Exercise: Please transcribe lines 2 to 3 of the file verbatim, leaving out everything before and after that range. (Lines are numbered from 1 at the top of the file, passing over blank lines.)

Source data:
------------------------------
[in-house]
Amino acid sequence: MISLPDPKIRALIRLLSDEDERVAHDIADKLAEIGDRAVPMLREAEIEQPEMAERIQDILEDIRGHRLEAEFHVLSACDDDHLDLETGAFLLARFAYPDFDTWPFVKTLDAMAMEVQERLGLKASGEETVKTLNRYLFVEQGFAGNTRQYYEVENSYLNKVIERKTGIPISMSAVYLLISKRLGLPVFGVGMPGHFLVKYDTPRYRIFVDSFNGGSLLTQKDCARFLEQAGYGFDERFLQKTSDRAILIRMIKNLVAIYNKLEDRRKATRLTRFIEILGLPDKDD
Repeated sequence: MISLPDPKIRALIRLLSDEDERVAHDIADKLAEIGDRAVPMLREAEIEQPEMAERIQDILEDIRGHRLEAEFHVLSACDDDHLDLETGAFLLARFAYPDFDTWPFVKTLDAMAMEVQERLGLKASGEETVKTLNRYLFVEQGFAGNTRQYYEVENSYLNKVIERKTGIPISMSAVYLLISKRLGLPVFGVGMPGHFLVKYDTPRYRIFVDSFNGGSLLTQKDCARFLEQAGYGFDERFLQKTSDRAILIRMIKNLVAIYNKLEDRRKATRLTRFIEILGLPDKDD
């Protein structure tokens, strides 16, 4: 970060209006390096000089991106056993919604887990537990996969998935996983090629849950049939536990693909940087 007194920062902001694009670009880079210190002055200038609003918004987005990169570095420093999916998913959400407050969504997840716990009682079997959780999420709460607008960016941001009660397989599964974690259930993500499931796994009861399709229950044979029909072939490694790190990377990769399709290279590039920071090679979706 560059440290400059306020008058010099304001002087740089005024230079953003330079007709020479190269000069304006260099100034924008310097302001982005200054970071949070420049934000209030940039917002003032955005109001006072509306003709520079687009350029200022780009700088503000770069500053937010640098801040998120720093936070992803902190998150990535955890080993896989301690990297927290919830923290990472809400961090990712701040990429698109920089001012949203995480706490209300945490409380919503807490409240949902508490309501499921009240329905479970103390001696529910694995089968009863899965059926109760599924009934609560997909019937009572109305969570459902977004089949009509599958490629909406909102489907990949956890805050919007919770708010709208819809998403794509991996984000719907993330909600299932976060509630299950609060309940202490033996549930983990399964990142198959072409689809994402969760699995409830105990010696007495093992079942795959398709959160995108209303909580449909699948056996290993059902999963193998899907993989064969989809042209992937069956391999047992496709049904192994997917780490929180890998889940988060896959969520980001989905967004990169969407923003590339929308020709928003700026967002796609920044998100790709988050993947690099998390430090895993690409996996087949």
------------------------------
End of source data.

Amino acid sequence: MISLPDPKIRALIRLLSDEDERVAHDIADKLAEIGDRAVPMLREAEIEQPEMAERIQDILEDIRGHRLEAEFHVLSACDDDHLDLETGAFLLARFAYPDFDTWPFVKTLDAMAMEVQERLGLKASGEETVKTLNRYLFVEQGFAGNTRQYYEVENSYLNKVIERKTGIPISMSAVYLLISKRLGLPVFGVGMPGHFLVKYDTPRYRIFVDSFNGGSLLTQKDCARFLEQAGYGFDERFLQKTSDRAILIRMIKNLVAIYNKLEDRRKATRLTRFIEILGLPDKDD
Repeated sequence: MISLPDPKIRALIRLLSDEDERVAHDIADKLAEIGDRAVPMLREAEIEQPEMAERIQDILEDIRGHRLEAEFHVLSACDDDHLDLETGAFLLARFAYPDFDTWPFVKTLDAMAMEVQERLGLKASGEETVKTLNRYLFVEQGFAGNTRQYYEVENSYLNKVIERKTGIPISMSAVYLLISKRLGLPVFGVGMPGHFLVKYDTPRYRIFVDSFNGGSLLTQKDCARFLEQAGYGFDERFLQKTSDRAILIRMIKNLVAIYNKLEDRRKATRLTRFIEILGLPDKDD